Wagering on Golf: A New Trend at Vegas Sports Books

By Ray Brewer, Contributor

LAS VEGAS - It was your average Saturday morning at a Las Vegas sports book.

Locals and tourists alike filled the smoke-packed area as the start to a weekend of sports action was only minutes away.

For a majority of sports bettors, wagering on an athletic event is an avenue to further enjoy the game - whether it's football, basketball or hockey.

And who can forget about golf.

Typically, bettors place their money on the major sports. But on this particular Saturday, tourist Robert Rincon from Fort Worth, Texas, broke the trend by wagering on golf.

In retrospect, Rincon could be a trend setter.

Even though sports books make a majority of their money on revenue from the major sports, book are starting to post lines on golf tournaments.

Rico Ruggeroli, assistant race and sports book manager at the Strastophere in Las Vegas, says books recently got into the habit of booking odds on golf.

"We primarily just book the four major tournaments," Ruggeroli said. "We'll have odds on golfers to win it all as well as head-to-head."

Rincon wagered money on this past weekend's PGA opener in Hawaii, placing two separate bets on tour star Tiger Woods. Woods was a -145 favorite against David Duval and a -210 favorite versus Ernie Els in the head-to-head odds.

With this type of wager, Rincon has to lay $145 on Woods to get a payout of $100. On the other hand, Duval was +125, meaning if Rincon would have placed $100 on Duval and his final score was lower than Woods', Rincon would win $125 for the $100 wager.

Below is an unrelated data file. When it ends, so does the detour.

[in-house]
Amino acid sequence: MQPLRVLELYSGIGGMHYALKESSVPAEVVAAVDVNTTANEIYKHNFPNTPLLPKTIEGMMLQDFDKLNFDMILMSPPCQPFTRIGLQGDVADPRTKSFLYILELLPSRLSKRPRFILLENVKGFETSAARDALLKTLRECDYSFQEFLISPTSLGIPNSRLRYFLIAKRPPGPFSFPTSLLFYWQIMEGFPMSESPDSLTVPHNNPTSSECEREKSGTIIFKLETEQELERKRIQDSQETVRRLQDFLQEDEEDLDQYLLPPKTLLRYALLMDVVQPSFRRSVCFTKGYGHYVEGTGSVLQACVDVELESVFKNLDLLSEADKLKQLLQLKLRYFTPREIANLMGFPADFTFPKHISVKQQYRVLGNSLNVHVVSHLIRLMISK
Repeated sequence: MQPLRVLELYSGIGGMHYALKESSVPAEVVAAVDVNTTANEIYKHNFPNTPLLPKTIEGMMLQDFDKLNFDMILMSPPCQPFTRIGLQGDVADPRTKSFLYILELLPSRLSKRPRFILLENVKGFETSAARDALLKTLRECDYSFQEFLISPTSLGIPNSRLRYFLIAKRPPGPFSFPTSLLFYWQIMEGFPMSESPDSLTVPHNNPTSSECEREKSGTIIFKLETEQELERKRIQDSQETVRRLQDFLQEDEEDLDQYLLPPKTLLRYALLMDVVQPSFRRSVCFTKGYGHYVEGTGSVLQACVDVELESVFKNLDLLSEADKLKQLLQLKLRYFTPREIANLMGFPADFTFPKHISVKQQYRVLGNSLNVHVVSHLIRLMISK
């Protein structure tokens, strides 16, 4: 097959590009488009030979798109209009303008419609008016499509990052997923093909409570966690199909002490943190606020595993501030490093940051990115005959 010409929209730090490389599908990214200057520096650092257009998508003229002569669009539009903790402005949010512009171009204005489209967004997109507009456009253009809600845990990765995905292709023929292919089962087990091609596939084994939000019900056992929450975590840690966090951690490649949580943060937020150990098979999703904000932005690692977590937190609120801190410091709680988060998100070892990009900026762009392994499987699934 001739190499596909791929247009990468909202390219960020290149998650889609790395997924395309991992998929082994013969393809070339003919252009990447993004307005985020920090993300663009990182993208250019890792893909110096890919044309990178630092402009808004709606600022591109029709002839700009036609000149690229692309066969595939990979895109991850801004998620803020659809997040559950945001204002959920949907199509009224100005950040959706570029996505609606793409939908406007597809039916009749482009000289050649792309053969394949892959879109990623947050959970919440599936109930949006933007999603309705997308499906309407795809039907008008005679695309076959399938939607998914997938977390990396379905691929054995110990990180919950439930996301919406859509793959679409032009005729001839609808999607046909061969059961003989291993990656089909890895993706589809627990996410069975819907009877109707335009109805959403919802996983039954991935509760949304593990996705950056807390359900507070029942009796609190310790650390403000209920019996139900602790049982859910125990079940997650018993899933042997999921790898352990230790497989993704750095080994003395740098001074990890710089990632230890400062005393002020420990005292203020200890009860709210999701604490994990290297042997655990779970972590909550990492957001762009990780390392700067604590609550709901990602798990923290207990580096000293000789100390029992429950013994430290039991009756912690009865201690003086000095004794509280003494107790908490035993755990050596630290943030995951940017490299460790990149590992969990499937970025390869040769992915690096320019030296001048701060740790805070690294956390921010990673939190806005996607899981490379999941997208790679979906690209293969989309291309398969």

Simply put, betting on golf, just like other sports, makes watching the event a lot more exciting.

"You have to like Tiger every weekend," Rincon said. "The guy is head-and-shoulders better than any golfer on tour. How many tournaments has he won?

Ruggeroli says a majority of the money wagered on golf comes from an individual betting on their favorite golfer to have success on a particular week.

"He [Woods] draws a lot of action," Ruggeroli said. "…For early in the year we had a lot of money bet on the first event.'

Bookmakers across the valley hope the action continues to increase when the majors roll around.

Ruggeroli, for example, almost cashed a big ticket from his bet on this past year's Masters. He had a $100 wager on Phil Mickelson at 40-1 to win the event - with Mickelson losing in a playoff to Payne Stewart.

According to Ruggeroli, Stewart was around 25-1 to win the event, giving someone with a winning ticket $25 for every dollar wagered.

Gaming industry leaders expect the trend of wagering on golf to continue to grow by leaps and bounds.

"Whenever you get a sports that is growing and getting more television coverage, it is going to become more popular," Ruggeroli said. "The same thing is true with World Cup soccer."

Ray Brewer, Contributor

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